Isa sa mga rason kung bakit ito ang aming napiling theme at dahil bihira na lamang makapaglaro sa labas ang mga bata sa mga kadahilanang may basehan at katotohanan.

  • delikado sa labas dahil baka kung ano ang mangyari
  • wala na masyadong lugar na palaruan
  • mas may access na ang mga bata sa internet at computer kung saan maraming mga laro at gawain na hindi na kailangang lumbas pa
  • may mga batang mas sakitin tulad ng pagkakaroon ng allergies at asthma

Sabi nga ni Sue Palmer sa kaniyang librongToxic Childhood wala nang pagkakataong matutunan ng mga bata ang bagay na sa labas lamang ng bahay maaaring matutunan tulad ng pagakyat ng puno na nag-de-develop ng gross motor skills.

Maliban dito, kaya namin nais bigyan ng pagkakataon ang mga bata makapaglaro sa labas ay dahil sa mga Triviang ito.

  • Alam niyo bang mayroong bacteria sa putik na nakakapagpalabas ng endorphins o happy hormones sa ating katawan?
  • Alam niyo bang kapag mas maraming kulay berde na bagay sa palaigid tulad ng halaman at mga puno ay mas maayos ang paglaki ng bata sa emosyonal at intelektuwal na aspeto?

Nakakatuwa ring isipin na may mga batang maselan sa putik kaya buti na lamang napilitan silang maglaro sa putik at damo na makakabuti sa kanila.

Masaya ang naging Family Day. Sana nga lang kasama ko rin ang aking pamilya o kaya’y kasama ang sinisinta o iniirog. Kung sino man siya o kung mayroon man. LOL

Nang ako ay Masuwelduhan

Sa Ikatlong buwan ng pagtuturo dumating ang aking unang suweldo. Alam naman ng lahat na hindi kalakihan ang nakukuha ng mga guro pero ok na rin naman para sa isang solong nilalang tulad ko na wala namang dina-date o kung anuman (ang pait!).

Katulad ng aking plinano, pagtanggap ng aking suweldo ay kaagad kong tinawagan ang aking mama upang sabihin na sa pag-uwi ko sa linggo ay lalabas kaming pamilya at ako ang taya. Hindi ko akalaing masarap pala talag sa pakiramdam ang malibre mo ang pamilyang gumabay at sumoporta sa iyo mula noong akoy musmos pa lamang.

Bagama’t sa simpleng fast food ko lamang sila nilibre at bagamat pagkain lamang nang kami’y manood ng sine (astig ng SALT!) ang aking binayaran (puro pagkain ata nagastos ko)  sadyang ako’y natuwa na kahit papaano’y kaya ko ng magbalik sa aking pamilya lalung-lalo na sa aking pamilya. Hindi dahil sa ako’y may utang na loob kung hindi dahil gusto kong maipakita sa kanila na kahit ako’y sumusweldo na’y hindi ko sila makakalimutan bagkos mas mamahalin pa kahit sa simpleng pinansiyal na suporta lamang.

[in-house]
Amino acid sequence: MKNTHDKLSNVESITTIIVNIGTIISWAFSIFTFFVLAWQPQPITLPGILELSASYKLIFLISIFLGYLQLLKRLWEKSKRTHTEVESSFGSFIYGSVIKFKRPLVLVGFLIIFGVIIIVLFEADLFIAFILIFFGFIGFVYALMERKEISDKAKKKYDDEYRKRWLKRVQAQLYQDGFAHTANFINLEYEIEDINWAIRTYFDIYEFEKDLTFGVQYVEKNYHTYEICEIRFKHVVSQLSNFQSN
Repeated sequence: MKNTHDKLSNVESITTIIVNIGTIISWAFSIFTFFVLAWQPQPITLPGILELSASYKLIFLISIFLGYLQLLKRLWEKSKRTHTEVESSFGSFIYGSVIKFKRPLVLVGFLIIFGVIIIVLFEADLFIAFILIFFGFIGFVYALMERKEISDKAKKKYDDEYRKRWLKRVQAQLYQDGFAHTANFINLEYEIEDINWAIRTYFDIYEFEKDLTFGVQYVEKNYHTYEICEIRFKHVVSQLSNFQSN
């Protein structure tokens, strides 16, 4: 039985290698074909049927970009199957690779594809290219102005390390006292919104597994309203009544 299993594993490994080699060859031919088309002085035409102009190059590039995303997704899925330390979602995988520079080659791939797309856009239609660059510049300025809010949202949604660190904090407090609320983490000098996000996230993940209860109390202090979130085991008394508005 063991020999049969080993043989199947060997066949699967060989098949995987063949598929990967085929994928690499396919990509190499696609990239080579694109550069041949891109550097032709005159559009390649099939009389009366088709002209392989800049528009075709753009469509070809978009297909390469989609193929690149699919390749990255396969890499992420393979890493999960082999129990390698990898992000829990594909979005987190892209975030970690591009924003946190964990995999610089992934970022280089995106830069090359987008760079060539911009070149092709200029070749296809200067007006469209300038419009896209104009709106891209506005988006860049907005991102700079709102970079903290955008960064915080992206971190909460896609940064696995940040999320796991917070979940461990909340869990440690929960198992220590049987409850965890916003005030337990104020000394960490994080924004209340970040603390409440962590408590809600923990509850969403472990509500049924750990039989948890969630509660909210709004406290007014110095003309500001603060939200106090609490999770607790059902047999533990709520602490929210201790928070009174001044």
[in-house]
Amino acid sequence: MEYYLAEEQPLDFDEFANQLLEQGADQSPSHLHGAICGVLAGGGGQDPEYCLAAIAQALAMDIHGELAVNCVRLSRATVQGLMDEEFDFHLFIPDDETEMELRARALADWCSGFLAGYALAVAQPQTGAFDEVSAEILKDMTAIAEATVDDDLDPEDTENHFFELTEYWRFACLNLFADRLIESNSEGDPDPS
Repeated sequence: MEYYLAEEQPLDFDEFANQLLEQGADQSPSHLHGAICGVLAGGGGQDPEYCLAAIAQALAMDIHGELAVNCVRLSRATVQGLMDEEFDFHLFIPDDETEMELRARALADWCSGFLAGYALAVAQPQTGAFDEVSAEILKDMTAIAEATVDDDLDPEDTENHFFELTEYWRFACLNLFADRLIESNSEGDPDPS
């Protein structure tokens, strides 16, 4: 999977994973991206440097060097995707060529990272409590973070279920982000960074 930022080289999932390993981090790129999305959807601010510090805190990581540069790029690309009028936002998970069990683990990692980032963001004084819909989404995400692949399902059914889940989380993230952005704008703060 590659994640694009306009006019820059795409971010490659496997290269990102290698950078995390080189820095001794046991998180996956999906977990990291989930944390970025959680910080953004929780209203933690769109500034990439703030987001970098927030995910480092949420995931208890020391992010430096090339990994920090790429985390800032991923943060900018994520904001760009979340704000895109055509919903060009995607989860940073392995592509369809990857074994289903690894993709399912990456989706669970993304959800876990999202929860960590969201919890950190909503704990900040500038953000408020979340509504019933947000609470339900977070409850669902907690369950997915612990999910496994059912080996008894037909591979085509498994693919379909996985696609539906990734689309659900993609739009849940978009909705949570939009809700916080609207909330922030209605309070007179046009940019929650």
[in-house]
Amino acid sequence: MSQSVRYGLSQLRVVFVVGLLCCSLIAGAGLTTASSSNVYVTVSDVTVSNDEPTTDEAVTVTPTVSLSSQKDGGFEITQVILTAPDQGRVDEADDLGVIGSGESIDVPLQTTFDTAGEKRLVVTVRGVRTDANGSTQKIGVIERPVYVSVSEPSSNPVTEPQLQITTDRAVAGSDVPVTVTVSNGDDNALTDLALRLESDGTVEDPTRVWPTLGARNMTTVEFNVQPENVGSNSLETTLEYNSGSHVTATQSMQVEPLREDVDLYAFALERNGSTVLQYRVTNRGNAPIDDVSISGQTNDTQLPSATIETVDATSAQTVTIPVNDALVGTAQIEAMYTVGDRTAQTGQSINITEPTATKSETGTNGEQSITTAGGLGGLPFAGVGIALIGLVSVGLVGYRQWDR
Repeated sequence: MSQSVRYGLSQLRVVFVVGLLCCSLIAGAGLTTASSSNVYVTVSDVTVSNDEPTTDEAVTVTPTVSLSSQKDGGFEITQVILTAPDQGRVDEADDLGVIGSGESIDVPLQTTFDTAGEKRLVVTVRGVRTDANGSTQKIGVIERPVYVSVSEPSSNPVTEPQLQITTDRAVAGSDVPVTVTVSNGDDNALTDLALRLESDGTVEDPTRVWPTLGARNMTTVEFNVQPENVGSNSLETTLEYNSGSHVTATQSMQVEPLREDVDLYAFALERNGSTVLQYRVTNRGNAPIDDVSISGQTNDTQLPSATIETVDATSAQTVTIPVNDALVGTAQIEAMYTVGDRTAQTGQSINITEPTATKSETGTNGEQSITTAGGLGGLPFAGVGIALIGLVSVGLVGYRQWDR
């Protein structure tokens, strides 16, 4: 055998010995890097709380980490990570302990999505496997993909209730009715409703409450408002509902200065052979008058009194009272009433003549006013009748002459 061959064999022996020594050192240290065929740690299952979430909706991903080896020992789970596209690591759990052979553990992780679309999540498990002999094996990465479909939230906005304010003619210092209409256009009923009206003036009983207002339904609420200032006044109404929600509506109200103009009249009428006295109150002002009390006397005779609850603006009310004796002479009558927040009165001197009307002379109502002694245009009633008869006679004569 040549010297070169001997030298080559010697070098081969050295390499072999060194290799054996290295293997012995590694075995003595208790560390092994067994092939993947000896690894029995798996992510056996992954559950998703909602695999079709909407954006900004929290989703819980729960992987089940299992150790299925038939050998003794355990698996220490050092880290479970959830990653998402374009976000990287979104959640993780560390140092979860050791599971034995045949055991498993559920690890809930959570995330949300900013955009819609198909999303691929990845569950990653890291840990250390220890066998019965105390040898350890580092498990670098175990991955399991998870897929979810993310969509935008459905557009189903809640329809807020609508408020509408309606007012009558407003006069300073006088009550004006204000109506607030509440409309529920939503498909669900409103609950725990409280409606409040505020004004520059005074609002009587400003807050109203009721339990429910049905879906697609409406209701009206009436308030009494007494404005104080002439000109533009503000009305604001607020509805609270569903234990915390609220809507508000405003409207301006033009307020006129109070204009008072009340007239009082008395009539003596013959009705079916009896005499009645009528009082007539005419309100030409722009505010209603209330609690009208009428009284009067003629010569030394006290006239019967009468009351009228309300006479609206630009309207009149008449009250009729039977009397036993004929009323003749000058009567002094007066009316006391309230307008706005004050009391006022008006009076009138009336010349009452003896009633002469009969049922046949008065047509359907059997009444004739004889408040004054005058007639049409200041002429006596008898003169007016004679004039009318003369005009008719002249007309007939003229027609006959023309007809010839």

Simpleng mga bagay na sobrang magpasaya.

Salamat sa Panginoon sa mabuting pamilyang kinalakhan ko.

Ang Old School na Boy Scouts of the Philippines

Ipinadala ako ng aking pinapsukang paaralan sa isang basic training course ng scouting upang ako ay maging leader sa KAB Scouts sa aming departamentong Kinder to Grade two (K-2).


Masaya ang buong karanasan. Pagkain pa lamang solb na solb na ako. Sayang nga lang, medyo diet mode ako ngayon kaya hindi ako masyado kumain. Marami ako natutunan, nakaktuwa nga at maraming masasayang alaala ang bumalik sa akin noong ako’y naging boyscout sampung taon na ang nakaraan.

Kaya natuwa ako ng biglang kinanata ang awit na ito:

Walking with BP, walking everyday, walking all the way…

Naalala ko noong grade three ako kung kailan nagsimula ako sa boy scouts.

Marami rin akong nakilalang mga kapwa-guro mula sa pribado’t pampublikong mga paaralan.Ako ay naging bahagi ng Patrol Biik kung saan ako ang nagdisenyo ng logo namin. 

Ang hindi ko lang nagusutuhan ay ang patakaran na bawal ang mga lalaking guro maging KAB Scout leaders sa kinder hanggang grade three. Ang problema early grades teacher ako, sa Kinder hanggang grade three talaga ang aking pinag-aralan at gusto pagkabihasaan. Kaya naman sa halip na sa KAWAN (KAB scout training: Kinder – grade 3) ako ilagay, inilipat ako sa TROOP (Boy scout training : grades 4-6).

Ayon sa kanila, dapat raw kasing mother figure ang nakikita ng mga bata sa kanilang leader sa KAB Scouts. Natawa na lang ako. Kahit mga bagong pag-aaral ay nagsasabing kailangan rin ng mga male figures ng mga bata sa paaralan sapagkat kadalasa’y wala ang tatay sa bahay upang magtrabaho.

Napaka-patriarchal pa rin ng society. Ang pangangalaga sa mga bata, ang pagtuturo sa mga bata ay tinitignan pa rin bilang gawaing pambabae na hindi dapat ginagawa ng mga kalalkihan.

Naasar talaga ako. Taga-UP pa man din ang propesor na nagsalita tunkgol sa patakarang into ng KAB Scouts. Napaka-patriarchal at napakasarado ng kanilang isipan.

Napagpasiyahan ko tuloy magsulat ng liham sa pinuno ng Boy Scouts of the Philippines para malaman nila ang aking mga valid na sentimento tungol sa patakarang ito–na bawal ang lalaking guro sa KAB Scouts:

  1. May mga kalalakihang nagtapos ng Early Childhood Education sapagkat nais nila ng buong pusong mag-turo sa mga bata
  2. Hindi lahat ng kalalakihan o kaya naman ang mga lalaking iba ang kasarian ay mga child molesters.
  3. Kailangan rin ng mga bata ng father figure sapagkat sa panahon ngayon, ang mga tatay ay abala sa pagtratrabaho upang mabuhay ang kanilang mga pamilya.
  4. Kaya ng mga lalaking maging maaruga at magkaroon ng mahabang pasensya. Hindi lamang ang mga kababaihan ang biniyayaan ng kakayahang magalaga at magpasensya

Hindi ko naman hahayaang matapos na lamang sa ganito ang concern na ito. Naniniwala ako sa aking kakayahan at hindi ko hahayaang pigilan ako ng isang society o organisasyon na hanggang ngayon ay nakdikit pa rin sa patriarchy at male–species-ego. Isa pa, kahit mismong mga estudyante ko ay excited na maging Scout Master nila ako.

Ipagkakait ko ba yun sa kanila?